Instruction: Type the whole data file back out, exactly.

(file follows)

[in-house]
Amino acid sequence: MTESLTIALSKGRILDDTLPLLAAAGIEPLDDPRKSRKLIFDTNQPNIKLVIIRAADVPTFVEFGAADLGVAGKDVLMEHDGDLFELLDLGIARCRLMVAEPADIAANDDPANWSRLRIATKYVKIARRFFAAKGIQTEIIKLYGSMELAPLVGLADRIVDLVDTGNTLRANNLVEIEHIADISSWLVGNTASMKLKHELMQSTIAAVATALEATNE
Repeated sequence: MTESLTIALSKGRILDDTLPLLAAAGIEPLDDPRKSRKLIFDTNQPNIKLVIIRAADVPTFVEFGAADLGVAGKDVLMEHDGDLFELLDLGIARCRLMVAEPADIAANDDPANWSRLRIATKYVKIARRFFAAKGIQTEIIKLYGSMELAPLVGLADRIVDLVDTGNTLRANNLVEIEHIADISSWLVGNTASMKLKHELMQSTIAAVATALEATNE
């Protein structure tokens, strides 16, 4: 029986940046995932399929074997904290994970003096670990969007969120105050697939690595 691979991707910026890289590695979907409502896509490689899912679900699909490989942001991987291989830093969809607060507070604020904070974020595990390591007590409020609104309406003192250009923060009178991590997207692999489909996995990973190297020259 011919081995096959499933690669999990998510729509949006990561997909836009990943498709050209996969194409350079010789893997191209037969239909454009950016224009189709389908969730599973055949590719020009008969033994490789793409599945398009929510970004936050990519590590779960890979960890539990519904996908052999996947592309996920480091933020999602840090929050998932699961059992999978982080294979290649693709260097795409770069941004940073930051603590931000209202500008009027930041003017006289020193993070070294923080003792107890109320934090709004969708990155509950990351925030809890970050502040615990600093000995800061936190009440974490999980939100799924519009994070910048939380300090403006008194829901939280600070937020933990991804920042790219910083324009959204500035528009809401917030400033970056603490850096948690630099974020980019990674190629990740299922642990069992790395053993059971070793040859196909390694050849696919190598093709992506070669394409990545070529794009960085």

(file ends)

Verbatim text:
[in-house]
Amino acid sequence: MTESLTIALSKGRILDDTLPLLAAAGIEPLDDPRKSRKLIFDTNQPNIKLVIIRAADVPTFVEFGAADLGVAGKDVLMEHDGDLFELLDLGIARCRLMVAEPADIAANDDPANWSRLRIATKYVKIARRFFAAKGIQTEIIKLYGSMELAPLVGLADRIVDLVDTGNTLRANNLVEIEHIADISSWLVGNTASMKLKHELMQSTIAAVATALEATNE
Repeated sequence: MTESLTIALSKGRILDDTLPLLAAAGIEPLDDPRKSRKLIFDTNQPNIKLVIIRAADVPTFVEFGAADLGVAGKDVLMEHDGDLFELLDLGIARCRLMVAEPADIAANDDPANWSRLRIATKYVKIARRFFAAKGIQTEIIKLYGSMELAPLVGLADRIVDLVDTGNTLRANNLVEIEHIADISSWLVGNTASMKLKHELMQSTIAAVATALEATNE
């Protein structure tokens, strides 16, 4: 029986940046995932399929074997904290994970003096670990969007969120105050697939690595 691979991707910026890289590695979907409502896509490689899912679900699909490989942001991987291989830093969809607060507070604020904070974020595990390591007590409020609104309406003192250009923060009178991590997207692999489909996995990973190297020259 011919081995096959499933690669999990998510729509949006990561997909836009990943498709050209996969194409350079010789893997191209037969239909454009950016224009189709389908969730599973055949590719020009008969033994490789793409599945398009929510970004936050990519590590779960890979960890539990519904996908052999996947592309996920480091933020999602840090929050998932699961059992999978982080294979290649693709260097795409770069941004940073930051603590931000209202500008009027930041003017006289020193993070070294923080003792107890109320934090709004969708990155509950990351925030809890970050502040615990600093000995800061936190009440974490999980939100799924519009994070910048939380300090403006008194829901939280600070937020933990991804920042790219910083324009959204500035528009809401917030400033970056603490850096948690630099974020980019990674190629990740299922642990069992790395053993059971070793040859196909390694050849696919190598093709992506070669394409990545070529794009960085």